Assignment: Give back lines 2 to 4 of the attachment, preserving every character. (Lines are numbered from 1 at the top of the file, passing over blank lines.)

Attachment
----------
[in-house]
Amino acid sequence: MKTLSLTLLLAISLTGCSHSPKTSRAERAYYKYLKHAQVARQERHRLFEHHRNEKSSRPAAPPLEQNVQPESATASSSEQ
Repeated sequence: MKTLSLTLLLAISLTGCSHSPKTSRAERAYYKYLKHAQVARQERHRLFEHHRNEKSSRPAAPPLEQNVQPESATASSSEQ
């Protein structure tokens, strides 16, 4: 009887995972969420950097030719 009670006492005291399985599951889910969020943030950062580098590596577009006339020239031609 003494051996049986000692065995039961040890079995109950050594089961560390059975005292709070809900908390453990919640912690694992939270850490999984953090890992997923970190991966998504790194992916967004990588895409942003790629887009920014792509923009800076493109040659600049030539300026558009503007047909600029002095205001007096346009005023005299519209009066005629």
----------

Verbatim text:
Amino acid sequence: MKTLSLTLLLAISLTGCSHSPKTSRAERAYYKYLKHAQVARQERHRLFEHHRNEKSSRPAAPPLEQNVQPESATASSSEQ
Repeated sequence: MKTLSLTLLLAISLTGCSHSPKTSRAERAYYKYLKHAQVARQERHRLFEHHRNEKSSRPAAPPLEQNVQPESATASSSEQ
């Protein structure tokens, strides 16, 4: 009887995972969420950097030719 009670006492005291399985599951889910969020943030950062580098590596577009006339020239031609 003494051996049986000692065995039961040890079995109950050594089961560390059975005292709070809900908390453990919640912690694992939270850490999984953090890992997923970190991966998504790194992916967004990588895409942003790629887009920014792509923009800076493109040659600049030539300026558009503007047909600029002095205001007096346009005023005299519209009066005629």